When you where in kindergarten, or first grade. Little anyway. Let’s say you’ve made a drawing. You’re mighty proud of this masterpiece. Let’s think about the following scenarios:
1, Someone takes your painting and draws something on it.
Obviously you’re heartbroken since you’re drawing is now destroyed.
2, Someone draws you painting again, copying it with crayons.
This is probably not as upsetting, it probably depends on if it was one of the cool kids or not.
3, Someone takes you’re picture, walks over to the copy-machine and makes a copy of it and keeps it in his or her drawer, never showing it to anyone.
Do you even care? you’re a toddler.
4, Number 3 makes a copy and gives to his or her best friend.
you’re getting popular right?
5, The same copy machine is used again and the kid from example NR 1 is not destroying you’re drawing but extending it on his/her own copy.
Does this upset you? I don’t think so, you have you’re own painting still and the other kid has a new one.
So what does this all mean? I’m thinking that when we grow up, we loose a bit of common sense kids have but we keep (and expand) some of the feelings and reactions that we thought we have grown up from.
As you all know I like to do some geocaching once in a while, but I’m often a bit surprised as how wrong the coordinates can be. This is sometimes frustrating, and could easily be fixed, all you need is enough data. Another peeve is that you need to write on paper, to validate your find. I geocache with my phone, I don’t feel the need to write my name on moist paper, nor do I really need to exchange small treasures. It’s the search and the “getting out into nature” that does it for me.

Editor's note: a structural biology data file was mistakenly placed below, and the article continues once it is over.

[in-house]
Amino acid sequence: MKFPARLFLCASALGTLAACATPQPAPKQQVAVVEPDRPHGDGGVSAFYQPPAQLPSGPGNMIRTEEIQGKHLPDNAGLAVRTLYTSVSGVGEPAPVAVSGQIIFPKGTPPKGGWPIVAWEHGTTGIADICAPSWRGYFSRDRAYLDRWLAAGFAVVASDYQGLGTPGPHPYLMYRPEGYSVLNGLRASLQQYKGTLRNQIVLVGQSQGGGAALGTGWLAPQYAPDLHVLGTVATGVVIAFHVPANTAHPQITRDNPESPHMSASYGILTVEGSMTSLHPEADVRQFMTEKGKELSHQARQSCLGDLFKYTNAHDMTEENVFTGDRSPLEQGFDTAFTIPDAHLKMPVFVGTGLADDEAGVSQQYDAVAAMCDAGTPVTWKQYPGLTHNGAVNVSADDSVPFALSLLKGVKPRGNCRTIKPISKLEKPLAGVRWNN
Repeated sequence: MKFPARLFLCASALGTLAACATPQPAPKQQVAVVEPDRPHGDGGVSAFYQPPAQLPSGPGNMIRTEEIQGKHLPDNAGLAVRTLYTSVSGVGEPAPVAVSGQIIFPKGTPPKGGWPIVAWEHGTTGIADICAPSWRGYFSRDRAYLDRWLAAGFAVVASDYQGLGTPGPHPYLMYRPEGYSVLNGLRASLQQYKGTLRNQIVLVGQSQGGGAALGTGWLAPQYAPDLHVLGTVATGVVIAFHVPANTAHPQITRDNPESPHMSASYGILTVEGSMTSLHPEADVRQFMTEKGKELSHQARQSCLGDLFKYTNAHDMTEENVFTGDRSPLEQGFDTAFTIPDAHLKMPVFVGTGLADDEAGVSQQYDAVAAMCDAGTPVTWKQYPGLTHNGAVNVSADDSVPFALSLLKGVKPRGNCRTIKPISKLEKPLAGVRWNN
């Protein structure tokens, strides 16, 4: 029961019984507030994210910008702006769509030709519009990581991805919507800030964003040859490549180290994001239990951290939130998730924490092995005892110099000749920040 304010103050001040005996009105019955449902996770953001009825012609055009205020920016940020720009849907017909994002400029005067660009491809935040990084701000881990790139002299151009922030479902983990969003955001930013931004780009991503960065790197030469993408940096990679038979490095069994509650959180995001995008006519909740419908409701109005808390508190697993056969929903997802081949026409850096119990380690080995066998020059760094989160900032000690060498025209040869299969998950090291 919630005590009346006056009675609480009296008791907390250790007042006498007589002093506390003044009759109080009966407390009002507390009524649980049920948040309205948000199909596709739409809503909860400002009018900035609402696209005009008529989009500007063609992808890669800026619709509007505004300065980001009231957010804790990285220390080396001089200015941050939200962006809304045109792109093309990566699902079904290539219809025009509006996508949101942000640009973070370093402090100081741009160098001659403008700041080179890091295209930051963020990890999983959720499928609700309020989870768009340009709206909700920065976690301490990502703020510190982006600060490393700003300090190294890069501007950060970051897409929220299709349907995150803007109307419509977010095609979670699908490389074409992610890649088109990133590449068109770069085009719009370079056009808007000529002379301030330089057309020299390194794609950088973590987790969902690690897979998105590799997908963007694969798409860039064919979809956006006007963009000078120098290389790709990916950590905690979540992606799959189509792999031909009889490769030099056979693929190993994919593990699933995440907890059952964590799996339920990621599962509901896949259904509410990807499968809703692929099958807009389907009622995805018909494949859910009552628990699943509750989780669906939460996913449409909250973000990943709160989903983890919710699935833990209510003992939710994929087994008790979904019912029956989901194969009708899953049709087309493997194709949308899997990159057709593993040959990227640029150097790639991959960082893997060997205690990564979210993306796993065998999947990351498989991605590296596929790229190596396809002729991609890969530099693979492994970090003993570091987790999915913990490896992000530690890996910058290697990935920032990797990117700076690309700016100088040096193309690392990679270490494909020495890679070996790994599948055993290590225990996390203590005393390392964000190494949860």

Let me describe the solution to the described problems.
1 Every cache has a QR-code.
2 To validate your find all you have to do is scan the QR-Code
A few things happens in the background though, when scanning the code, you
* Check the co-ordinates of the device that scans the qr-code
* check the device that does the scanning.
* Looks up the the cache in the database (so the app could present you with a dialog like: “You found “kära jesse” would you like to log it?”)
* Saves the registered coordinates and the device that found it (some devices have better GPS) so that the more ppl log the cache the better it’s co-ordinate gets.
* You log the find.
I think this could be something, I really really do. The more finds, the better coordinates.
Perhaps I should do a little test with the new geocaching.com API’s, guess we’ll have to hide a whole bunch of QR codes then.
I just want to hang this idea out here, one idea reason is for me to collect my thoughts so that it’s not in shambles, so I can go back to check out what I want. Another reason would be for someone other then me to take the idea and run with it.
OK, so this is what I want:
* An AU/VST plugin that can load a settings file (ie neural network) that emulates an effect (be it an old vintage distortion or something other out there)
This is how I think it could be done:
* Make a neural network trainer where you input the original audio file, what kind of parameters to run on it, and the expected result. Then then train the neural network with new output and change the parameters to that that would output the new sound-file.
A good thing about being a kickstarter junkie is that open sometimes buy’s really really useful stuff like this: http://www.shiffman.net/teaching/nature/nn/ but in .pdf format, and with even more info. So maybe, maybe I will be able to make this happen even though I previously thought I lacked the math skills needed.
Now if you’lll excuse me I’m gonna do a whole lot of reading.
Installing Lion on the old macbook.
Re-installing Lion to remove all old-stuff so I can give the computer to the missis.
Re-installing windows on Tova’s computer, some odd dll was missing, reinstalling seems like the least problem for me.
Fixing my bike, some moron tried to steal it Friday (during the day) but failed, since it was locked. What the idiot managed to do though was to break one of the gears of off the bike, since the lock got stuck there. I could not find the pannier, or bicycle-basket that I would have guessed it was called in English. Oh, well. I managed to get the gear back on and the metallic o-ring that keeps it in place also. I hope it will last for a while, it seems safe.
Shame I fixed it without using Staffans weld.